Last year international rice prices jumped to record highs
sparking widespread food riots in several import-dependent Africa countries
3 September 2009, Lome, Togo – Following the shock increase in food prices, which sparked food riots in several African cities early last year, several member countries of the Africa Rice Center adopted key policy measures recommended by the Center in 2007 to support the rice sector. This contributed to an 18 percent increase in rice production in 2008 in Africa, compared to 2007 production levels, data from the Food and Agriculture organization show.
Most notable is a 241 percent increase in Burkina Faso’s rice production in 2008 compared to 2007 levels. Burkina Faso was one of the countries rocked by food riots. FAO attributes this turnaround in Burkina Faso’s rice fortunes to government support to farmers that ensured access to high quality certified rice seed, including NERICA® rice varieties developed by the Africa Rice Center, and other basic farm inputs.
Senegal, the world’s eighth largest rice importer, also increased its rice production by 90 percent in 2008 through a presidential initiative that put in place a distribution system that ensured rice farmers could easily and readily access subsidized farm inputs such as certified seeds and fertilizers.
In the heat of the worst rice crisis in recent times, many African governments prioritized local rice production and are striving to create conditions that will enable farmers to begin to use Africa’s largely untapped land and water resources to produce affordable rice.
“This is a step in the right direction but governments still need to do more in order to significantly reduce dependence on rice imports for national food security,” says Dr Papa Abdoulaye Seck, Director-General of the Africa Rice Center.
Other African rice-producing countries that have recorded double-digit increases in national rice production in just one year are Mali, Benin, Nigeria, Ghana, Côte d’Ivoire, Guinea and Uganda.
These achievements and the challenges of the African rice sector will be discussed at the biennial Africa Rice Center Council of Ministers’ meeting in Lomé, Togo, this week.
The Africa Rice Center is an intergovernmental association of 23 rice-producing African countries, which facilitates more effective policy dialogue in the continent through its Council of Ministers. It is also one of the 15 international agricultural research Centers supported by the Consultative Group on International Agricultural Research (CGIAR).
The Center produces a variety of rice technologies, helps member countries accelerate adoption of new technologies and strengthen rice seed production and distribution systems in order to boost production.
In realization of the critical role played by research in developing technology innovations and solutions required to increase rice production and food security, Africa Rice Center member countries invested ten times more in the period 2007-2008 in rice research through their contribution to the Center than between 2001 and 2006.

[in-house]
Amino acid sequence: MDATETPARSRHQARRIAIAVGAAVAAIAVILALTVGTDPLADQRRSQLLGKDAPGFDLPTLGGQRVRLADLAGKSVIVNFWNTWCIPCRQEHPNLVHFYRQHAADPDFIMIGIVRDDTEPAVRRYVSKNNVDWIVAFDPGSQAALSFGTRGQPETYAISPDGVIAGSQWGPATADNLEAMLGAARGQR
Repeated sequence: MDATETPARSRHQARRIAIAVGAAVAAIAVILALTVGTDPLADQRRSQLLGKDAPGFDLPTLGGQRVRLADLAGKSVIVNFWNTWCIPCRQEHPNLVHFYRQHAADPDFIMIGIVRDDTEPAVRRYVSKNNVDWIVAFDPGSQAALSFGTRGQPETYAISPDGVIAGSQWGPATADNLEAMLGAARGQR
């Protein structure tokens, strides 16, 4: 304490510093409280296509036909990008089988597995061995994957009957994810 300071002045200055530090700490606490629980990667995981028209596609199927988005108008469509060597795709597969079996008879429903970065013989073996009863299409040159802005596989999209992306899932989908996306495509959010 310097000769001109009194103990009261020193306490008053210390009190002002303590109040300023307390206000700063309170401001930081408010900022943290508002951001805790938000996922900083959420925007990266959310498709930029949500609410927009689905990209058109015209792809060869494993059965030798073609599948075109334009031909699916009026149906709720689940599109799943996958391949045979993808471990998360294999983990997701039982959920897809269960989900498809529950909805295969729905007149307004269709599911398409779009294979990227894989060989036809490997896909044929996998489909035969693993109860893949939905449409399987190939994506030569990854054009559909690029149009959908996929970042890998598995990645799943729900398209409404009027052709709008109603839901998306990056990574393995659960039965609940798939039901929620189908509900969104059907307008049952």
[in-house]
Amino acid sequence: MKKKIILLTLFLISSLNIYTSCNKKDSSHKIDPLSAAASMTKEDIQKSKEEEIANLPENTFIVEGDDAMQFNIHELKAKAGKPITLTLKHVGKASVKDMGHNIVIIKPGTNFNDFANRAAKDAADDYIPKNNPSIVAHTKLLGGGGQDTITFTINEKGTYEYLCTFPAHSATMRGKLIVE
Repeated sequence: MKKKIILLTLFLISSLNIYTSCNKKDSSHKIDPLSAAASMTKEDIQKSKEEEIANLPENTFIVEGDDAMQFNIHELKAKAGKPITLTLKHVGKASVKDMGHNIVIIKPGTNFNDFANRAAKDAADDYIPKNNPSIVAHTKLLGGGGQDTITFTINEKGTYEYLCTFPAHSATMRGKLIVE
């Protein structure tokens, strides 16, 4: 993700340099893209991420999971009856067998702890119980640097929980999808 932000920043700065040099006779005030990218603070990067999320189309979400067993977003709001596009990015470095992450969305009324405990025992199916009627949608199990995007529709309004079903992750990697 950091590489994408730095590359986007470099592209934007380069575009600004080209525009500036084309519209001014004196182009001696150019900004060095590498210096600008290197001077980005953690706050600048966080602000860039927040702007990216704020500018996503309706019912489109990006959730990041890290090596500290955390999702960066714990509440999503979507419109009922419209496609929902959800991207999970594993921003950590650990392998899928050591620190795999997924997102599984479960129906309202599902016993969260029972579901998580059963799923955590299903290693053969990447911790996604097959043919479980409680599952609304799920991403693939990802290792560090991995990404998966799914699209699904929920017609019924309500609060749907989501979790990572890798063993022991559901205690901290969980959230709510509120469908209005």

Rapidly urbanizing Africa has for decades relied on relatively cheap rice imports to meet 40 percent of its rice demand. Ranked among the world’s leading rice importers, Nigeria alone takes up 5.6 percent of the globally traded rice. Africa’s annual rice consumption is increasing by 4.5 percent against an annual growth in production of about 3 percent.
“Rather than being a threat, the increasing rice price is a unique historical opportunity and incentive to use Africa’s latent potential for rice production and break away from decades of policy bias against agriculture which accounts for 35 percent of sub-Saharan Africa’s GDP and 75 percent of the continent’s employment,” Dr Seck says.
A simulation conducted at the Africa Rice Center projects that Africa could in principle become a net rice exporter, providing more than 5 million tonnes of rice to the international market by increasing the current area under rice cultivation by 15 percent and by using improved technologies to close the yield gap.
To effectively take advantage of opportunities presented by the global rice market, the Center is urging African countries to invest strongly in the agricultural sectors, especially in research and extension which are responsible for development and delivery of new technologies.
The Africa Rice Center is also urging governments to better manage and exploit natural water resources to increase the productivity of rice. According to FAO, Africa uses only four percent of its renewable water resources. Irrigation would increase rice yields three or four times more of what is currently achieved by relying on rainfall alone. Development of roads and storage facilities would further reduce post-harvest losses, which eat into 40 to 60 percent of the rice produced.
Targeted input subsidies to defray the costs of new and improved technologies are also necessary for ensuring the continent achieves its rice production potential. Africa’s current rice yields are less than one third of what could be produced, if technologies and innovations were properly applied.